Burlington Northern Railroad and Amtrak's Empire Builder. Two Medicine Creek, Blackfeet Indian Reservation. East Glacier Park, Glacier County, Montana

Lothar Baumgarten German

Not on view

Baumgarten works primarily in photography, film, and installation, and his primary subject is the legacy of the historical encounter between the colonizers of the Americas and the indigenous peoples who inhabited the continent before them. A student of Joseph Beuys at the Kunstakademie Düsseldorf and the son of an anthropologist, he is perhaps best known for his magisterial 1993 exhibition at New York’s Guggenheim Museum, in which he ringed the inner curves of its rotunda with the printed names of Native American tribes.
In 1989, Baumgarten turned his attention to the vast continental railway system of the United States that enabled the settlement of the West. Traveling by train and often staying on reservations, the artist photographed the visible traces of the original 19th century routes as well as its present-day condition. The resulting publication, Carbon, is widely considered one of the most important and beautiful photographic books of the late 20th century, and its elementary title evokes that substance without which neither train nor track could exist, and which is also used to accurately date the past.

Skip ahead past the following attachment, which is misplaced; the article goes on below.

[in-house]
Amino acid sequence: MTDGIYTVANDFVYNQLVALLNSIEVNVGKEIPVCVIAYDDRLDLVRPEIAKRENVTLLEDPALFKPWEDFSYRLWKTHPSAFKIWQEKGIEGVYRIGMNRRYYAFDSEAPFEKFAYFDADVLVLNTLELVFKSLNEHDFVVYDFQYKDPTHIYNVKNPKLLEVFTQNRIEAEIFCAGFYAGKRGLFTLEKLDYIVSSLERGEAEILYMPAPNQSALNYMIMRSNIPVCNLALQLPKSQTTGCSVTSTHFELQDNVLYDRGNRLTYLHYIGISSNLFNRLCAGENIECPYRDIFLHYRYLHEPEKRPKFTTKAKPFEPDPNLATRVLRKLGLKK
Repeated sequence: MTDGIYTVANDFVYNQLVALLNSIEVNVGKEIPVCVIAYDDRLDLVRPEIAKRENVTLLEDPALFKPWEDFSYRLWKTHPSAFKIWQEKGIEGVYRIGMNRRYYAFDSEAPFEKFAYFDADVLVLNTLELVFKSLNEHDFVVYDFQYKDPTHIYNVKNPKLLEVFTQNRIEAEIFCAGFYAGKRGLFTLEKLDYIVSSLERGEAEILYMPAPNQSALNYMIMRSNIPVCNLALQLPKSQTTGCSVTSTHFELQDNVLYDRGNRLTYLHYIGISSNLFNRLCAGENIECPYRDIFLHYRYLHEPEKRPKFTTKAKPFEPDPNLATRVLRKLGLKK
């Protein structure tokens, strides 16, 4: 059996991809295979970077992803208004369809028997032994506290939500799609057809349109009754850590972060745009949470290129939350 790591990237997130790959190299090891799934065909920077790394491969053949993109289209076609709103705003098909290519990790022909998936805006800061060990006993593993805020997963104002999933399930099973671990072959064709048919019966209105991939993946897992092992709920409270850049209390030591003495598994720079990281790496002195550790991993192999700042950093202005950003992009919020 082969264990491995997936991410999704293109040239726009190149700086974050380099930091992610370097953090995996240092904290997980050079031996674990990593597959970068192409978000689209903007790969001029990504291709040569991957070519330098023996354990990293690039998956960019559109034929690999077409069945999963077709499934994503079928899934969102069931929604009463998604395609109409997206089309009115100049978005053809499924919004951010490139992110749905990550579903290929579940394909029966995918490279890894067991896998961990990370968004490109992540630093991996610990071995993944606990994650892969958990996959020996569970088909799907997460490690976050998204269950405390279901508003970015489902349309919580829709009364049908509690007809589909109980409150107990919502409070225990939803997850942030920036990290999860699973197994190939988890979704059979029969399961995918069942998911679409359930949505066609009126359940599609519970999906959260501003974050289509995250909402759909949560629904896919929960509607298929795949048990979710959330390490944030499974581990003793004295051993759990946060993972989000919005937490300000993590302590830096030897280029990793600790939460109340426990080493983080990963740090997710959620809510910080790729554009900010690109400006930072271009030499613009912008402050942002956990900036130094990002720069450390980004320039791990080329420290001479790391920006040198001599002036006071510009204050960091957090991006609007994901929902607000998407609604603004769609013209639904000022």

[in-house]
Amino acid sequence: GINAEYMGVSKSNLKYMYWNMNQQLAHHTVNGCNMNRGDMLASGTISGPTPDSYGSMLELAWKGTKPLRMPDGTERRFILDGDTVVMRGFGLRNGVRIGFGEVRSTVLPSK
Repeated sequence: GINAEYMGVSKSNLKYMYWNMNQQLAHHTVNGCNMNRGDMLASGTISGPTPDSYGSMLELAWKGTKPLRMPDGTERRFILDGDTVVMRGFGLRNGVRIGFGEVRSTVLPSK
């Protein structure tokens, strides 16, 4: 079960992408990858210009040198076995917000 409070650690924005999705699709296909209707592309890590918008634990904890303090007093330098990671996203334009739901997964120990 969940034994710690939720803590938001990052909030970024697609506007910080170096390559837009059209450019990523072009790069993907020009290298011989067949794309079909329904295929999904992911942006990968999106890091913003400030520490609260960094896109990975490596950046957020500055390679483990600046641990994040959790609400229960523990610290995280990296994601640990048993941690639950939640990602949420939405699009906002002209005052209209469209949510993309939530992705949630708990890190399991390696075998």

This past—that of the native peoples expropriated from their land and not shown physically in the images—is signaled in many of the photographs published in Carbon: in the views of a beast of burden watching a procession of truck flatbeds, or the barbed wire fence of a power station, or a flock of cattle dotting a snowy plain. Yet it is a perspective without cant or condemnation. Baumgarten casts an equanimous eye from a foreigner’s vantage point on America and the energies that created it, a tally both anthropological and poetic of what was gained and lost.

No image available

Open Access

As part of the Met's Open Access policy, you can freely copy, modify and distribute this image, even for commercial purposes.


Public domain data for this object can also be accessed using the Met's Open Access API.